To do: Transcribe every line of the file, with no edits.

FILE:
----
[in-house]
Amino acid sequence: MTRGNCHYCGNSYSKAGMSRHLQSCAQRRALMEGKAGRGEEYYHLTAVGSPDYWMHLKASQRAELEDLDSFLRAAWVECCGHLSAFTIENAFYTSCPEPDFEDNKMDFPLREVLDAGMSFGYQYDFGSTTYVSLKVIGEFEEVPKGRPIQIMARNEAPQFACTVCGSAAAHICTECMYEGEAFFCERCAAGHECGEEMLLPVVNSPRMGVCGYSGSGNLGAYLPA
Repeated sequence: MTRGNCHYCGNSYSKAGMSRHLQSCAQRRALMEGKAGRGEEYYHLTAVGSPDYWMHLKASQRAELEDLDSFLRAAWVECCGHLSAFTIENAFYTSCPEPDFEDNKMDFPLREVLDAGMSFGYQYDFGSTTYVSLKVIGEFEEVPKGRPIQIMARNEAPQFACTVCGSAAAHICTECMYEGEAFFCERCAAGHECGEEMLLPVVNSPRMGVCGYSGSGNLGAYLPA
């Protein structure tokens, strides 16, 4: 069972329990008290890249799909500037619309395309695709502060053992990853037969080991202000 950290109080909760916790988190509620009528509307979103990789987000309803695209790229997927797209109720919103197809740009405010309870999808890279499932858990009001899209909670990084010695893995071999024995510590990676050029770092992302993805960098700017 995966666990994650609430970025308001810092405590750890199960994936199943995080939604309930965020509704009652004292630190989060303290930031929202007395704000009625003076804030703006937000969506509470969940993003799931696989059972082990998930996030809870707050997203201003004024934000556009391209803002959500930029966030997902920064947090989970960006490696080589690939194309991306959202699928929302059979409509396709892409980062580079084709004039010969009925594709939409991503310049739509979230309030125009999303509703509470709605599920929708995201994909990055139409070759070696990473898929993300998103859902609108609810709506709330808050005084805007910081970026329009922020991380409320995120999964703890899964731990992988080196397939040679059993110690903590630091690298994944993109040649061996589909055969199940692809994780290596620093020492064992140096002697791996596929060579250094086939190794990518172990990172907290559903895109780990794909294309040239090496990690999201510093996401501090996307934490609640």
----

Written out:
[in-house]
Amino acid sequence: MTRGNCHYCGNSYSKAGMSRHLQSCAQRRALMEGKAGRGEEYYHLTAVGSPDYWMHLKASQRAELEDLDSFLRAAWVECCGHLSAFTIENAFYTSCPEPDFEDNKMDFPLREVLDAGMSFGYQYDFGSTTYVSLKVIGEFEEVPKGRPIQIMARNEAPQFACTVCGSAAAHICTECMYEGEAFFCERCAAGHECGEEMLLPVVNSPRMGVCGYSGSGNLGAYLPA
Repeated sequence: MTRGNCHYCGNSYSKAGMSRHLQSCAQRRALMEGKAGRGEEYYHLTAVGSPDYWMHLKASQRAELEDLDSFLRAAWVECCGHLSAFTIENAFYTSCPEPDFEDNKMDFPLREVLDAGMSFGYQYDFGSTTYVSLKVIGEFEEVPKGRPIQIMARNEAPQFACTVCGSAAAHICTECMYEGEAFFCERCAAGHECGEEMLLPVVNSPRMGVCGYSGSGNLGAYLPA
């Protein structure tokens, strides 16, 4: 069972329990008290890249799909500037619309395309695709502060053992990853037969080991202000 950290109080909760916790988190509620009528509307979103990789987000309803695209790229997927797209109720919103197809740009405010309870999808890279499932858990009001899209909670990084010695893995071999024995510590990676050029770092992302993805960098700017 995966666990994650609430970025308001810092405590750890199960994936199943995080939604309930965020509704009652004292630190989060303290930031929202007395704000009625003076804030703006937000969506509470969940993003799931696989059972082990998930996030809870707050997203201003004024934000556009391209803002959500930029966030997902920064947090989970960006490696080589690939194309991306959202699928929302059979409509396709892409980062580079084709004039010969009925594709939409991503310049739509979230309030125009999303509703509470709605599920929708995201994909990055139409070759070696990473898929993300998103859902609108609810709506709330808050005084805007910081970026329009922020991380409320995120999964703890899964731990992988080196397939040679059993110690903590630091690298994944993109040649061996589909055969199940692809994780290596620093020492064992140096002697791996596929060579250094086939190794990518172990990172907290559903895109780990794909294309040239090496990690999201510093996401501090996307934490609640």